While we don't have chains with thousands of locations such as Walmart or Target in Italy, we do have chains with dozens of stores such as Unieuro and Media World – which often feature their own in-store mini Apple stores with iPhones, iPads, and Macs laid out on Apple Store-like wooden tables. And, it's easy enough to find iPhones at any electronics or carrier shops inside malls, not to mention smaller independent stores in towns like Viterbo, my hometown. I wouldn't say that Apple has a third-party retail penetration problem speaking from personal experience – if anything, I'd argue that Apple's own stores should have a wider presence. It's relatively easy to find an iPhone at a non-Apple location these days.

As for the status symbol discussion, Matt's points about fashion and prioritizing other purchases seem likely to me, but I don't have experience with other countries to compare what I see here. However, I don't completely buy the argument that iPhones aren't an important status symbol in Italy. Again, speaking from anecdotal experience, I know and I've met lots of people who buy the latest iPhone just because it's an iPhone – it doesn't matter which new features or improvements it offers. Having an iPhone is, for better or worse, a fashion statement (I also see that reflected in how many choose to customize their devices with branded cases or other blingy accessories).

I think Matt is absolutely spot-on about iPhone prices. In Italy, iPhones (and Apple devices in general) are expensive, and I wouldn't be surprised to hear that, statistically, fewer Italian households can afford an iPhone (or multiple ones) compared to American ones. The recession hit Italy hard, and the iPhone is as close to a luxury smartphone as you can get – especially if you choose to buy any iPhone above 16 GB unlocked with no contract.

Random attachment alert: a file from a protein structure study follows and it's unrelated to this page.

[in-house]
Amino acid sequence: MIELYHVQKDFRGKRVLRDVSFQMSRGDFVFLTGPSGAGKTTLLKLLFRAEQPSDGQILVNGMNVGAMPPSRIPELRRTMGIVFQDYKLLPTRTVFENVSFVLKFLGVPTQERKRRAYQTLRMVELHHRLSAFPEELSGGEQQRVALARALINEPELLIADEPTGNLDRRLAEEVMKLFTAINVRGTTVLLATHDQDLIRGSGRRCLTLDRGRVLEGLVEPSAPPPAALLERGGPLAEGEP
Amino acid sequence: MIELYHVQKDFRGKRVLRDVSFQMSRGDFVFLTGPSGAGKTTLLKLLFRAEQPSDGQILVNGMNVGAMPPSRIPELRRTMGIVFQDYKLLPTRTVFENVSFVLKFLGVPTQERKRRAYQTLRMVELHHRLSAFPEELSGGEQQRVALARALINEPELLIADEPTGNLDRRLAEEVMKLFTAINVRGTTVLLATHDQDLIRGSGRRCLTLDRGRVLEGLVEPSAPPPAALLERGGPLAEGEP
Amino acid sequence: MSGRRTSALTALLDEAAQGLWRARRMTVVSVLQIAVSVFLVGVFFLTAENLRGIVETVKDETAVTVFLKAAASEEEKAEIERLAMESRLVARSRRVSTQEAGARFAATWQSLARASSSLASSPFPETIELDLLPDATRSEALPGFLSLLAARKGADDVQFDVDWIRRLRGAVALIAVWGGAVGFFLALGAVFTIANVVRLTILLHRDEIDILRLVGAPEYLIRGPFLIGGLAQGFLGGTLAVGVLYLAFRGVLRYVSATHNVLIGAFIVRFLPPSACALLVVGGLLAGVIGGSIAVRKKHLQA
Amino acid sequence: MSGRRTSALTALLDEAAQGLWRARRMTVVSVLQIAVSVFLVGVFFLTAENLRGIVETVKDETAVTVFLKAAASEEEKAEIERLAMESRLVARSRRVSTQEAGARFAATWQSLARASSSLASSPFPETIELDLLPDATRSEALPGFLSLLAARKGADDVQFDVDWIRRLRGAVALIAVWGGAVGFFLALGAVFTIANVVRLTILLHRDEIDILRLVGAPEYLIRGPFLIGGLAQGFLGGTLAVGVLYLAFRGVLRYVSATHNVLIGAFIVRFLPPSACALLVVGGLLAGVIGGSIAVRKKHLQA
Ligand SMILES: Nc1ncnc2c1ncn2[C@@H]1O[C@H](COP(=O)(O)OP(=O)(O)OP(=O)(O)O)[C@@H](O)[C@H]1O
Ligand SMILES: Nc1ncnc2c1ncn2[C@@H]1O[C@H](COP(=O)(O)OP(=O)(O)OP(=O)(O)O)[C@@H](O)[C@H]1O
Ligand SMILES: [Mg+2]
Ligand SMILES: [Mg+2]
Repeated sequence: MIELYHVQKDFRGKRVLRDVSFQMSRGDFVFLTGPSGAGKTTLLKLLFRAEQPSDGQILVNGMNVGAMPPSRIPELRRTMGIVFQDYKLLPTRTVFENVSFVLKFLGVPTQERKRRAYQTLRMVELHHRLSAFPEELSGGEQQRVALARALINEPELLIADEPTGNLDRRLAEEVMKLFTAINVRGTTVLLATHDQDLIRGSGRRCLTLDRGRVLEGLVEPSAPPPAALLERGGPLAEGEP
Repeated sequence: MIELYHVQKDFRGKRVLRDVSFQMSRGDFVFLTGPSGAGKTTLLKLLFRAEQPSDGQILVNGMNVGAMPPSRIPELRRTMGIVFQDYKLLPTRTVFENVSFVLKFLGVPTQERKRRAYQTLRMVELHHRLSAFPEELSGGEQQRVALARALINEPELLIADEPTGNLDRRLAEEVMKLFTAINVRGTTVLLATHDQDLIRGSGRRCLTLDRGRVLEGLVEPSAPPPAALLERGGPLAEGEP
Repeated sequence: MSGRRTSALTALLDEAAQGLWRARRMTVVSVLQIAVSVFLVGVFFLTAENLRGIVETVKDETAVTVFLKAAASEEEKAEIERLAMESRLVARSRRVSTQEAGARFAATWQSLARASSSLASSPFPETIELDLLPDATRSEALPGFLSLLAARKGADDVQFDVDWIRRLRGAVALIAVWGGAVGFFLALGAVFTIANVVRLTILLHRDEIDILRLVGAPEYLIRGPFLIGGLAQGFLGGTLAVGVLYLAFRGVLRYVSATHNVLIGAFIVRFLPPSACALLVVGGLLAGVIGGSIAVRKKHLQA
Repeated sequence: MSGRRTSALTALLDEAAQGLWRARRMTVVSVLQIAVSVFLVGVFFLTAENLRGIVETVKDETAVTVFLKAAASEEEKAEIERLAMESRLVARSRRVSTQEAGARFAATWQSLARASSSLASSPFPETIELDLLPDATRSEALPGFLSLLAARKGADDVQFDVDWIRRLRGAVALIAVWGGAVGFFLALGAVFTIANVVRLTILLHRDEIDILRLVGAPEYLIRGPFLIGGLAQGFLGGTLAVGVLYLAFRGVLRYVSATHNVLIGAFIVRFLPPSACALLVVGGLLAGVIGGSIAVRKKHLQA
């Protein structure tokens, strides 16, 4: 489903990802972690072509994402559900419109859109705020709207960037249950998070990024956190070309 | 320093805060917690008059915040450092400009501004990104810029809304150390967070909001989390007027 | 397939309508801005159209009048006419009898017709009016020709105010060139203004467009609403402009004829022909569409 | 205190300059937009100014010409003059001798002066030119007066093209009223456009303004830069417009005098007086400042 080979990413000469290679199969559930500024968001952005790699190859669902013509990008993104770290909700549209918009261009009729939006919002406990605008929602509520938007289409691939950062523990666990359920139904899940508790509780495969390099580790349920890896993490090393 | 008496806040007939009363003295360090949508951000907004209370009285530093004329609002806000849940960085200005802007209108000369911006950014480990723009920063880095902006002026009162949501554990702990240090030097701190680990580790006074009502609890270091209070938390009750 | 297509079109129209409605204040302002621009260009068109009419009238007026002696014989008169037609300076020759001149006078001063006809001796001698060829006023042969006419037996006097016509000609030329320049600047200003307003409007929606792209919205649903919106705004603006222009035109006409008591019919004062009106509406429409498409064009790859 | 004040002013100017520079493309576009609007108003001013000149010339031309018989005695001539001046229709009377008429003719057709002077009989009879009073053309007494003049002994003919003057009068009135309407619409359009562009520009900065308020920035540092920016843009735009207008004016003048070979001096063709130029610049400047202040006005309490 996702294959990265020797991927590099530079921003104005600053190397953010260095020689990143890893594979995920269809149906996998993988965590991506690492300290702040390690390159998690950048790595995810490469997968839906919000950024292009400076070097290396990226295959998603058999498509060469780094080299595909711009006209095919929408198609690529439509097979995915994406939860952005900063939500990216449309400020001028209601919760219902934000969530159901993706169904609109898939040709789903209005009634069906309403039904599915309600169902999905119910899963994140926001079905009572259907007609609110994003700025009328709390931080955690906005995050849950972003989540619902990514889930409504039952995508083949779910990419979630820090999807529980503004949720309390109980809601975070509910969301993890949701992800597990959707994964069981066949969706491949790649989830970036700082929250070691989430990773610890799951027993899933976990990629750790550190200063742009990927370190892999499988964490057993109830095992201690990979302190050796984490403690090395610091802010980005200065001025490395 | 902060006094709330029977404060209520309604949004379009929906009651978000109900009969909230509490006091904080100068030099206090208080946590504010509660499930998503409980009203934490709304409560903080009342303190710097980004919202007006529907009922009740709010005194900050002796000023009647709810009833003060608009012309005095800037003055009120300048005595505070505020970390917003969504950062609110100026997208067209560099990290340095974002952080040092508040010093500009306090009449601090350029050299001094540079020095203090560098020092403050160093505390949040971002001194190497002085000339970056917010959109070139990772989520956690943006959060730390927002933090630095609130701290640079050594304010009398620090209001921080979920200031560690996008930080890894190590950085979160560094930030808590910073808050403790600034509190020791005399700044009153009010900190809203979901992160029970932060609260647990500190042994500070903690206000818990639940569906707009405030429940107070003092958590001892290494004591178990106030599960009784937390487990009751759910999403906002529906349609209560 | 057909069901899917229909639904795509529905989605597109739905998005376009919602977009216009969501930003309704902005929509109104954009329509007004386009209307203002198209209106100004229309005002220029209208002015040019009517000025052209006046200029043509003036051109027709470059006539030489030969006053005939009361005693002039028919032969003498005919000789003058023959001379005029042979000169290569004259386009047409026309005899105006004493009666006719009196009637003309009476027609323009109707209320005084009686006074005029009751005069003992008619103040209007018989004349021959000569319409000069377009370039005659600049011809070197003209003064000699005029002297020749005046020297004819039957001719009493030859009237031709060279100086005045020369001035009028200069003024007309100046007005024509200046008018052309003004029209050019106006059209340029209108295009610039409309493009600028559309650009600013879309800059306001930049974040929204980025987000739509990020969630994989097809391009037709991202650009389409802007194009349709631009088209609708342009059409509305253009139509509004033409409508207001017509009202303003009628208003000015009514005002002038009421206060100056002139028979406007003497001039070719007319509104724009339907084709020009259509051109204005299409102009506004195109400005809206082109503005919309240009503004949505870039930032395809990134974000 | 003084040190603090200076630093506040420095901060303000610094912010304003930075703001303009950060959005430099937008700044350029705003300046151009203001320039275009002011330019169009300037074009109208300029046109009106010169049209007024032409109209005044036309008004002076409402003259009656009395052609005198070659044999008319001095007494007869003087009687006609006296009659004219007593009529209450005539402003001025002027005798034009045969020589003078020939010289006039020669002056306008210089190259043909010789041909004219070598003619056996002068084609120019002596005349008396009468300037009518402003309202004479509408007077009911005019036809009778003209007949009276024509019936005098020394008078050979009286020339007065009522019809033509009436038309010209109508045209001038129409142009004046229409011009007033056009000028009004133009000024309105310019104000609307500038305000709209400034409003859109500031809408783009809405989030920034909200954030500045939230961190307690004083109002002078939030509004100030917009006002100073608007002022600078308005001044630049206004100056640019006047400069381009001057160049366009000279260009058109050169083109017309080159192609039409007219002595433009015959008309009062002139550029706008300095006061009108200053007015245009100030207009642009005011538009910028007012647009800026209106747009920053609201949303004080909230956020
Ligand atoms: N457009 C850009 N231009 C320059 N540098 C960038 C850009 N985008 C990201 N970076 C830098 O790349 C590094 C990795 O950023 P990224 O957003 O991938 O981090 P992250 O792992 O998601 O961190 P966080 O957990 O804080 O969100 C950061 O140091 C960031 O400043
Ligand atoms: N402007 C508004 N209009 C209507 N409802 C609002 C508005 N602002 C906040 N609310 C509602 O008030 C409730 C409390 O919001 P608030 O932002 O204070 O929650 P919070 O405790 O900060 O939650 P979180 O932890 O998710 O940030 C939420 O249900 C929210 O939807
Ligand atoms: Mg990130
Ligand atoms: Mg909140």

This last aspect ties into a point Matt didn't cover: Samsung and Android smartphones (and, to a lesser extent, Windows smartphones). Based on what I've seen in Rome and traveling around Italy, Samsung has enjoyed great success with their Galaxy devices over the past few years. Samsung has been quite aggressive with ad campaigns and promotions (discounts) in partnership with the aforementioned chains. Galaxy smartphones aren't cheap, but there's usually a good chance you'll find pretty good deals around; also, there's a lot of choice in the Galaxy family, which you don't get with only two new iPhone models released every year.